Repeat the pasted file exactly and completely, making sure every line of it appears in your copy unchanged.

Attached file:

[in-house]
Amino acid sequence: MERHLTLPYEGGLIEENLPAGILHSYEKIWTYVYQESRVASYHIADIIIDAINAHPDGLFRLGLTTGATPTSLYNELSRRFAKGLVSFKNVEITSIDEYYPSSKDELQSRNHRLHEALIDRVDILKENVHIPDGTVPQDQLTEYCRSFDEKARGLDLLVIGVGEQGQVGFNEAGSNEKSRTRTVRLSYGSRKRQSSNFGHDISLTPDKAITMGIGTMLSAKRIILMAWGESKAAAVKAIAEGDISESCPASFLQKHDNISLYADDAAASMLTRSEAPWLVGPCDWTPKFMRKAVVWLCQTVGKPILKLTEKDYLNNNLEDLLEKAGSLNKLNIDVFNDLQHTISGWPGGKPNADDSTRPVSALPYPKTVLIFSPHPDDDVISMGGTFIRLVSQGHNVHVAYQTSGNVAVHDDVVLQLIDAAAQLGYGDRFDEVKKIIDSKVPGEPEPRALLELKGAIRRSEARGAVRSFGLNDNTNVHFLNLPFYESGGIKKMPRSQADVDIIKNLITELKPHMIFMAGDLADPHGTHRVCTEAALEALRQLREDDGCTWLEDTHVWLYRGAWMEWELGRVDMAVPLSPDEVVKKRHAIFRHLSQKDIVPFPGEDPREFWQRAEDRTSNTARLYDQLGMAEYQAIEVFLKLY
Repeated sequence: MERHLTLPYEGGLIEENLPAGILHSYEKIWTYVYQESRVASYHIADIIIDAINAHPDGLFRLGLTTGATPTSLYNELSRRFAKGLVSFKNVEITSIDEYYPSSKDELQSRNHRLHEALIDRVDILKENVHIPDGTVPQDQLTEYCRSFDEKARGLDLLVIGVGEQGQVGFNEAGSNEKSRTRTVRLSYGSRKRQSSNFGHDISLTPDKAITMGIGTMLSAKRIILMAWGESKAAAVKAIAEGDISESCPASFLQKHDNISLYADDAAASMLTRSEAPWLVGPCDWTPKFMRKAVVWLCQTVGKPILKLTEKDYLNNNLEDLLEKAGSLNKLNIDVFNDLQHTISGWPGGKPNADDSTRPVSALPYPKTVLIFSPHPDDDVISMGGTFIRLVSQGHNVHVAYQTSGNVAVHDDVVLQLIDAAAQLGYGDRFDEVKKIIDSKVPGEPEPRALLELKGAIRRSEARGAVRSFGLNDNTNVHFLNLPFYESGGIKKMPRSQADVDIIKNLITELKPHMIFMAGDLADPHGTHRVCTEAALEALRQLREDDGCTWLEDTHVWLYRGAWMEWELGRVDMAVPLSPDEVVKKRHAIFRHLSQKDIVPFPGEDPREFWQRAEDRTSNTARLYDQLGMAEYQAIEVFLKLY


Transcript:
[in-house]
Amino acid sequence: MERHLTLPYEGGLIEENLPAGILHSYEKIWTYVYQESRVASYHIADIIIDAINAHPDGLFRLGLTTGATPTSLYNELSRRFAKGLVSFKNVEITSIDEYYPSSKDELQSRNHRLHEALIDRVDILKENVHIPDGTVPQDQLTEYCRSFDEKARGLDLLVIGVGEQGQVGFNEAGSNEKSRTRTVRLSYGSRKRQSSNFGHDISLTPDKAITMGIGTMLSAKRIILMAWGESKAAAVKAIAEGDISESCPASFLQKHDNISLYADDAAASMLTRSEAPWLVGPCDWTPKFMRKAVVWLCQTVGKPILKLTEKDYLNNNLEDLLEKAGSLNKLNIDVFNDLQHTISGWPGGKPNADDSTRPVSALPYPKTVLIFSPHPDDDVISMGGTFIRLVSQGHNVHVAYQTSGNVAVHDDVVLQLIDAAAQLGYGDRFDEVKKIIDSKVPGEPEPRALLELKGAIRRSEARGAVRSFGLNDNTNVHFLNLPFYESGGIKKMPRSQADVDIIKNLITELKPHMIFMAGDLADPHGTHRVCTEAALEALRQLREDDGCTWLEDTHVWLYRGAWMEWELGRVDMAVPLSPDEVVKKRHAIFRHLSQKDIVPFPGEDPREFWQRAEDRTSNTARLYDQLGMAEYQAIEVFLKLY
Repeated sequence: MERHLTLPYEGGLIEENLPAGILHSYEKIWTYVYQESRVASYHIADIIIDAINAHPDGLFRLGLTTGATPTSLYNELSRRFAKGLVSFKNVEITSIDEYYPSSKDELQSRNHRLHEALIDRVDILKENVHIPDGTVPQDQLTEYCRSFDEKARGLDLLVIGVGEQGQVGFNEAGSNEKSRTRTVRLSYGSRKRQSSNFGHDISLTPDKAITMGIGTMLSAKRIILMAWGESKAAAVKAIAEGDISESCPASFLQKHDNISLYADDAAASMLTRSEAPWLVGPCDWTPKFMRKAVVWLCQTVGKPILKLTEKDYLNNNLEDLLEKAGSLNKLNIDVFNDLQHTISGWPGGKPNADDSTRPVSALPYPKTVLIFSPHPDDDVISMGGTFIRLVSQGHNVHVAYQTSGNVAVHDDVVLQLIDAAAQLGYGDRFDEVKKIIDSKVPGEPEPRALLELKGAIRRSEARGAVRSFGLNDNTNVHFLNLPFYESGGIKKMPRSQADVDIIKNLITELKPHMIFMAGDLADPHGTHRVCTEAALEALRQLREDDGCTWLEDTHVWLYRGAWMEWELGRVDMAVPLSPDEVVKKRHAIFRHLSQKDIVPFPGEDPREFWQRAEDRTSNTARLYDQLGMAEYQAIEVFLKLY